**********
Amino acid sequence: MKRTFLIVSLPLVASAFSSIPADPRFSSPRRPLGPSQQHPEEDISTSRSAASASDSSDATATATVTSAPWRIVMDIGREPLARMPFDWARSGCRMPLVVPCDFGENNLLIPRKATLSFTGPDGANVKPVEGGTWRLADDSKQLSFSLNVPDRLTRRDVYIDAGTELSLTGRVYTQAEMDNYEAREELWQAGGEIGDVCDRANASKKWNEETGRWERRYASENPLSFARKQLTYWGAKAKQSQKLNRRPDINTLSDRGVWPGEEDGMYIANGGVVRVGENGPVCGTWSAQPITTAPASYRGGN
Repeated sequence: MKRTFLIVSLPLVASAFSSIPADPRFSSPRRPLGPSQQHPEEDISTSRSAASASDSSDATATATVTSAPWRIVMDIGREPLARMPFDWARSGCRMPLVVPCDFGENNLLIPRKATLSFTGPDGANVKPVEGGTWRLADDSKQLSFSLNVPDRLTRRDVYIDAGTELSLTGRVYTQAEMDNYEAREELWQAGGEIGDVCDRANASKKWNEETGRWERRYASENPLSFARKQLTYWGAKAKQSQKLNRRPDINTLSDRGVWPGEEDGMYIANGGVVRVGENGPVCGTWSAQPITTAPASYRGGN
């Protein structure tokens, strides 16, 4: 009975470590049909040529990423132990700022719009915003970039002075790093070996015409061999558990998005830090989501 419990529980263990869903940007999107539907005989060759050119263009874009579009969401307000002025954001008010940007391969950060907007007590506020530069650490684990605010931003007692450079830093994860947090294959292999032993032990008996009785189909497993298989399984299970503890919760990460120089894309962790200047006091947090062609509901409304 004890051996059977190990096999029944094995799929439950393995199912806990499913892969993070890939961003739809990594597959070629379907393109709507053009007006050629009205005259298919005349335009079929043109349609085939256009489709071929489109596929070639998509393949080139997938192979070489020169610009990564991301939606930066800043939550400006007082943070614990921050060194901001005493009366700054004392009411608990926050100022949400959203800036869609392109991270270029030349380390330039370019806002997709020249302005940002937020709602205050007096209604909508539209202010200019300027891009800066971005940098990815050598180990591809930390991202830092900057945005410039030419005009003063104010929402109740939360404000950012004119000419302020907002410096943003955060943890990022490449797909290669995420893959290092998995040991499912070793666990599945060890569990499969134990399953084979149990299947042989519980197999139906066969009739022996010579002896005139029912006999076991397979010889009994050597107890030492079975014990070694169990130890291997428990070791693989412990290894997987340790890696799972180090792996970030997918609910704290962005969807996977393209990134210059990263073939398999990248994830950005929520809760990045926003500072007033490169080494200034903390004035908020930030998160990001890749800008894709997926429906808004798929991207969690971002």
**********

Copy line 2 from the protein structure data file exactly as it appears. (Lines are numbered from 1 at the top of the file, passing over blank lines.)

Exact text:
Repeated sequence: MKRTFLIVSLPLVASAFSSIPADPRFSSPRRPLGPSQQHPEEDISTSRSAASASDSSDATATATVTSAPWRIVMDIGREPLARMPFDWARSGCRMPLVVPCDFGENNLLIPRKATLSFTGPDGANVKPVEGGTWRLADDSKQLSFSLNVPDRLTRRDVYIDAGTELSLTGRVYTQAEMDNYEAREELWQAGGEIGDVCDRANASKKWNEETGRWERRYASENPLSFARKQLTYWGAKAKQSQKLNRRPDINTLSDRGVWPGEEDGMYIANGGVVRVGENGPVCGTWSAQPITTAPASYRGGN